When we got upstairs I couldn't help but grin. The pottery shop looked and smelled just like all those ceramics classes I used to take in high school and college. For many of my teen years I studied ceramics extensively and am at home getting my hands dirty in a shop like that. It brought back a flood of memories. She introduced us to the 'factory' manager and he gave us a tour. He explained in depth every step of the process from obtaining the clay to the handwork used to build them. He said that his artists work on 10-20 pieces at a time and on average it takes 3 days to complete one.

All teapots are made on the wheel. None are coil or slab built.


These teapots dry under the watchful eye of Mao.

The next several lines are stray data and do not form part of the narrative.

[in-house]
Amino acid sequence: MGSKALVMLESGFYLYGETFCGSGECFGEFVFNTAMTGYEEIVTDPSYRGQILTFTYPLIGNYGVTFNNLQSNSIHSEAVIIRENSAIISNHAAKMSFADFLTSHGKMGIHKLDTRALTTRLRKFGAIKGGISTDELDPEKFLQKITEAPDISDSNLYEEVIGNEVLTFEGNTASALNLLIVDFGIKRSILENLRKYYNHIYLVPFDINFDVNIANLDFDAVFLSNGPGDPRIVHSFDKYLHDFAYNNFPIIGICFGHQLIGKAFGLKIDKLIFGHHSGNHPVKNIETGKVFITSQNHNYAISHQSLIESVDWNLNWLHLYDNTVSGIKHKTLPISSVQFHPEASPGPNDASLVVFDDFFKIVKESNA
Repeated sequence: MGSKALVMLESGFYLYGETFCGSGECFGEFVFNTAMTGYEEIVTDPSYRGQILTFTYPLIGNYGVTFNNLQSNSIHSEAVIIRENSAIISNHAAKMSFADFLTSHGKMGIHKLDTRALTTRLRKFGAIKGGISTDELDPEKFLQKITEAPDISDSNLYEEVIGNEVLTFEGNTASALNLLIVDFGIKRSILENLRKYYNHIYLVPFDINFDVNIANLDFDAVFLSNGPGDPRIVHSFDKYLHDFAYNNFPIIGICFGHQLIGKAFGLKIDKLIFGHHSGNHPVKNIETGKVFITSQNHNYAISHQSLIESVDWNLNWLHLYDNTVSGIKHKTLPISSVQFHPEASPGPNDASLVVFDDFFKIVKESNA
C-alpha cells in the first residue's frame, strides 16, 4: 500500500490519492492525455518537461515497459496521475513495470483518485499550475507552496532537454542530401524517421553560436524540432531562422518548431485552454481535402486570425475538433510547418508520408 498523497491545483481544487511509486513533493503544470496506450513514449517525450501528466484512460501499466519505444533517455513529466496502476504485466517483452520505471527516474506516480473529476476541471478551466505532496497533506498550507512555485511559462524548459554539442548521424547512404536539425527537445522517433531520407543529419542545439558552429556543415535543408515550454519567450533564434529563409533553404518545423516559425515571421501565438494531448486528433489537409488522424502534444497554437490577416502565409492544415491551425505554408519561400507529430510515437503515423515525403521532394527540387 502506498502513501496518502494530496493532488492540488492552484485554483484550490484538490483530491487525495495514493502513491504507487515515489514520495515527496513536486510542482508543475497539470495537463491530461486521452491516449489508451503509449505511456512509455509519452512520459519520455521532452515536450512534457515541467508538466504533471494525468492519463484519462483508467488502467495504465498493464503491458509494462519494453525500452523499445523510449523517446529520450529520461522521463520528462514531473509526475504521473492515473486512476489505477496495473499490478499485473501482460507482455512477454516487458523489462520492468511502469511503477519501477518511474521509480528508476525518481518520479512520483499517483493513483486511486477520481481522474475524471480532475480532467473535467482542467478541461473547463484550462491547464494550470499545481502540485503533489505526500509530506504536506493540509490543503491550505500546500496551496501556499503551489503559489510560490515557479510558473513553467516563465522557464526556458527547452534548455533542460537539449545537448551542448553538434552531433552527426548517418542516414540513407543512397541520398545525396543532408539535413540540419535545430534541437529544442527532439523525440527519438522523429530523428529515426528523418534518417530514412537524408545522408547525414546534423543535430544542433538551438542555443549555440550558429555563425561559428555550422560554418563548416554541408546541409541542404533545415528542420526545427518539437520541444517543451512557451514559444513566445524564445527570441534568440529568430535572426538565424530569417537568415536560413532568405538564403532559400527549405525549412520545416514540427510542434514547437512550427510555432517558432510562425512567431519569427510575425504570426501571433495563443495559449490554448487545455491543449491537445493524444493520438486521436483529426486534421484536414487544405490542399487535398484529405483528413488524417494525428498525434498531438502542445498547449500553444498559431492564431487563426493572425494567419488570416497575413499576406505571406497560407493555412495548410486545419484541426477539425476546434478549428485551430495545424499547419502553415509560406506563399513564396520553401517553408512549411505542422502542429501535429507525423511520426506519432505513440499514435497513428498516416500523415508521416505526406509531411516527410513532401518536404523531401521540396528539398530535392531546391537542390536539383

In the first floor kitchen is this hand built kiln made of welded steel and heat resistant bricks.

The kiln is propane powered and take roughly 7 gallons to finish a cycle. The target temperature is 1100°C and the firing time is 12 hours. Temperature is determined by holding a lighter to an inspection hole and visually matching internal color to the different colors of flame from a butane lighter. After 12 hours the kiln is turned off and allowed to cool for a full 24 hours before opening. On average 20% of the pieces will fail. The most common reason for failure is improper temperature control.